This is good news for us when we fail, when we have those moments where we seem to be stuck in silence and fear. God’s work will never be stuck, God will always deliver on His promises, even when we seem to get in the way.

But if you are unresolved in your thoughts about the resurrection of Jesus, then you need to know that your lack of resolution will not stop God from doing what God has said He will do. You may remain unresolved in your thoughts on what actually happened on that fist Easter morning, but God the Father remains resolved to rescue people through the death and resurrection of God the Son. You have the opportunity to respond. You have the opportunity to follow where the evidence leads.

Second, with Mark ending at 16:8 we can also note that the last words of Jesus in Mark’s Gospel are,

“My God, my God, why have you forsaken me?” Mark 15:34 (NRSV)

The tragic death of Jesus takes centre stage in the Gospel of Mark. The resurrection of Jesus is not given near as much attention. But the resurrection of Jesus confirms that the death of Christ is effective. Without it, Mark’s Gospel would be a tragedy. But since Jesus has been raised, Mark’s Gospel is good news. There is forgiveness of sin. There is reconciliation with God. There is no resurrection Sunday without Good Friday and Good Friday is not Good without resurrection Sunday.

Finally, Mark’s Gospel ends abruptly because the story goes on. More important than finding out what the women do next now that they have discovered that Jesus is alive – what will you do next?

When Jesus Meets Sceptical Minds . . .

“Get over your scepticism and just have faith.” This might be what we would have expected Jesus to say to the Sadducees regarding their disbelief. They had come to him with an intellectual challenge to the prevalent Jewish belief that the dead would someday be raised to life. They were very conservative in their thinking, preferring the scriptures handed down from Moses, and not paying attention to the revolutionary “wishful thinking” of the later prophets and writers. Moses, they figured, did not have much to say about a resurrection of the dead. So an intellectual challenge is issued to Jesus. What does Jesus say? “Get over your scepticism and just have faith”? Actually, no. Since this might be something we are tempted to say today to someone who demonstrates a scepticism toward Jesus, we should really pay attention to what he does say.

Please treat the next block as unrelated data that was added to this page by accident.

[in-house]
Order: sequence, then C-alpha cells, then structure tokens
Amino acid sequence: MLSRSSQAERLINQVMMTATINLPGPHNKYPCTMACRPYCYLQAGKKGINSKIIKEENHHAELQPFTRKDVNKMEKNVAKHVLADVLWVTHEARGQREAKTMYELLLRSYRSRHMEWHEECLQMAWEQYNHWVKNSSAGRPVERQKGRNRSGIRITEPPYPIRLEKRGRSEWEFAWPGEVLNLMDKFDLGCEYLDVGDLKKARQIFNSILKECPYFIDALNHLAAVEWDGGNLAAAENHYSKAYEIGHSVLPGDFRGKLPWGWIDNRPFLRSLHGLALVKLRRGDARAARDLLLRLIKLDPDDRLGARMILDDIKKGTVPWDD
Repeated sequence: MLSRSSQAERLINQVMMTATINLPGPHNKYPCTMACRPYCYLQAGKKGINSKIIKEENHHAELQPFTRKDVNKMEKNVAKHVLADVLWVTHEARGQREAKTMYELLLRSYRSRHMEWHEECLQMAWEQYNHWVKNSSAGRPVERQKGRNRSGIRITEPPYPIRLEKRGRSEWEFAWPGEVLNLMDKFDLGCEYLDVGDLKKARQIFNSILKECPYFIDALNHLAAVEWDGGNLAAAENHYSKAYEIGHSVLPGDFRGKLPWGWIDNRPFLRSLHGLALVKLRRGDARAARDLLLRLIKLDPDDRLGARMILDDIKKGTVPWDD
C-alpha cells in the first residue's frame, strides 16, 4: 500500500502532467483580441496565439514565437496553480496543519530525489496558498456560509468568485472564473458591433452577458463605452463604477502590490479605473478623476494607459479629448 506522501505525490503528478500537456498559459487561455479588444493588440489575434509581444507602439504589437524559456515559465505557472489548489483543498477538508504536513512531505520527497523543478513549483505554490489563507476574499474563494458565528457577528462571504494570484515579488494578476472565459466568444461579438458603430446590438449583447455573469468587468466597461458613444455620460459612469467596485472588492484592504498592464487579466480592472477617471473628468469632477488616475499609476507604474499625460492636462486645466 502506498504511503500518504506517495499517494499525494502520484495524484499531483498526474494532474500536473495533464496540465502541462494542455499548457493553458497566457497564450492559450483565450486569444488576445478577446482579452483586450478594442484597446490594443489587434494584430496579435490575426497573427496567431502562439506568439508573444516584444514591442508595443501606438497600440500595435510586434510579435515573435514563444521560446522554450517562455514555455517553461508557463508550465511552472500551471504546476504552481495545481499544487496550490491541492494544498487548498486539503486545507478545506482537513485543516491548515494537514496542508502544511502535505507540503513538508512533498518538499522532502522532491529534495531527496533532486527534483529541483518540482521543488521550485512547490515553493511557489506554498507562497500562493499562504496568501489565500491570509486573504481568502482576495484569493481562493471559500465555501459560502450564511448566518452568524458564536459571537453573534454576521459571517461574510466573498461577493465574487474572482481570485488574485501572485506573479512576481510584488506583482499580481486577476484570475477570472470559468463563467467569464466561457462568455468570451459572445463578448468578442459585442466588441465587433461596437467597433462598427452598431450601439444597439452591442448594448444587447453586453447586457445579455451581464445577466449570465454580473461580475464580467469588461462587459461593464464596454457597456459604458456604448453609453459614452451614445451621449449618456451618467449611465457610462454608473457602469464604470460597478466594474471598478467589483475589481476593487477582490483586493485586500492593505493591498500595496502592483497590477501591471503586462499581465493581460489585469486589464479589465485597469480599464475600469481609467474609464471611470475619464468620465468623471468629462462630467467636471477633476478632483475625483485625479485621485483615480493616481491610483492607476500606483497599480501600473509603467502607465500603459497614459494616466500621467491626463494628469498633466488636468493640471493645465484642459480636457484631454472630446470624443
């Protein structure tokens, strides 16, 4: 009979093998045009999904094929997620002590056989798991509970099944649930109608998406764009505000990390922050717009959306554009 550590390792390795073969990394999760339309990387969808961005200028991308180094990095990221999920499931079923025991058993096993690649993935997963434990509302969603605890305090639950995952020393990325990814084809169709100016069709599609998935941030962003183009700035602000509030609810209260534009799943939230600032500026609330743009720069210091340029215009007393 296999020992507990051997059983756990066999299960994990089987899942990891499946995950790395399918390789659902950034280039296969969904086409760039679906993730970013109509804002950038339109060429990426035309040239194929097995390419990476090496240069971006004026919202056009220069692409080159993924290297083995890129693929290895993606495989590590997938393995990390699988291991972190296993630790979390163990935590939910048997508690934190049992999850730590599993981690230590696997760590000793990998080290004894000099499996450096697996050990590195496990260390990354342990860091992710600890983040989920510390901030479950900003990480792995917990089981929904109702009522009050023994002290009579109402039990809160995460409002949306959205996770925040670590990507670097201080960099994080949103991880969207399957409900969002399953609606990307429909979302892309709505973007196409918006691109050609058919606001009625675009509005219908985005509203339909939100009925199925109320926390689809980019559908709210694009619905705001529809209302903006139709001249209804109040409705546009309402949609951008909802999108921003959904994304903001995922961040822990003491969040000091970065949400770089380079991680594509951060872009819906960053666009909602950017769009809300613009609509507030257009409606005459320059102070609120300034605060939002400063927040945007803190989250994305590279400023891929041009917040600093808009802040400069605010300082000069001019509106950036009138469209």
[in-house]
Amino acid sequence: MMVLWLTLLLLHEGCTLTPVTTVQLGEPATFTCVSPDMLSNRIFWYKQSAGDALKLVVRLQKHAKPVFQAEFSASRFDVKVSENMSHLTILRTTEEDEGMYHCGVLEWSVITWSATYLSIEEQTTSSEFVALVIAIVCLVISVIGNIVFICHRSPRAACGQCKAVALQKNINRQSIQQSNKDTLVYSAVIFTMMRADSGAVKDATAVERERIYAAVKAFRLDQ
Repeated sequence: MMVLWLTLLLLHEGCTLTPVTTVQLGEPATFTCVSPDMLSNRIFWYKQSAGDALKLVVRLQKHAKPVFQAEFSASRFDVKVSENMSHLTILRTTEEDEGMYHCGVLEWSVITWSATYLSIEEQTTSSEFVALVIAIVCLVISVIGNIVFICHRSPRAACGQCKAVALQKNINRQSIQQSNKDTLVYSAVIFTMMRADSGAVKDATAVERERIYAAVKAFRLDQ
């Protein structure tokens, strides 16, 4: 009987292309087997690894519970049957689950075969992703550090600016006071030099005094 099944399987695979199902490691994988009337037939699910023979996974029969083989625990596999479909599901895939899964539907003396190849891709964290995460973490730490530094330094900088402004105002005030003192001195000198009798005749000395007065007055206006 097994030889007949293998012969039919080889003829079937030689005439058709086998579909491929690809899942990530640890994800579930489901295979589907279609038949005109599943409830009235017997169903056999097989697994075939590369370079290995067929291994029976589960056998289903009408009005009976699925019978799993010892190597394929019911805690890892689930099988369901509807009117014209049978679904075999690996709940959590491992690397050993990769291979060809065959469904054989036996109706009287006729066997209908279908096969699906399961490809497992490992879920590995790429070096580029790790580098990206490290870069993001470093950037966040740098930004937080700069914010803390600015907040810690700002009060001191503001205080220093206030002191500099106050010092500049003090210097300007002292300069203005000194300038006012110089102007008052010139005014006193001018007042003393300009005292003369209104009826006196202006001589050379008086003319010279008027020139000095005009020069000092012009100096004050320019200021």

Before we do, let us recognize that scepticism is a necessary and important gift. We all ought to be sceptics. In fact we all tend to be. For example, if I were to tell you that you can fly and that all you need to do is run down the middle of the street shouting “I can fly! I can fly!” would you? Of course not. Why not? Because you are a sceptical person and your scepticism has kept you from doing something foolish. Scepticism often keeps us safe from physical harm, not to mention from delusion and the potential for intellectual harm. A sceptical mind is a gift.

So what does Jesus say instead?

24 Jesus said to them, “Is not this the reason you are wrong, that you know neither the scriptures nor the power of God?” Mark 12:24 (NRSV)

According to Jesus, the Sadducees do not have a scepticism problem, they have a knowledge problem. Specifically, they do not know the scriptures or the power of God. This gives us some important insight as to why people reject Jesus today. A sceptical mind may not be the problem. Let’s take a closer look.

The Sadducees do not know the scriptures. As the Sadducees revere the writings from Moses more than any other, Jesus asks them to consider what God said to Moses at the burning bush where God first revealed Himself to Moses:

And as for the dead being raised, have you not read in the book of Moses, in the story about the bush, how God said to him, ‘I am the God of Abraham, the God of Isaac, and the God of Jacob’? 27 He is God not of the dead, but of the living; you are quite wrong.” Mark 12:26-27 (NRSV)

God did not say “I was the God of Abraham, Isaac, and Jacob before they turned back to dust,” but rather “I am the God of Abraham, the God of Isaac, and the God of Jacob,” that is, “I still am. . . “ So they have not disappeared never to be seen again as the Sadducees assume. Jesus is telling the Sadducees that with their assumptions in place they are not doing a very good job of reading the scriptures. This kind of thing can be said today. There are people who have rejected Jesus because they have not handled the scriptures very well.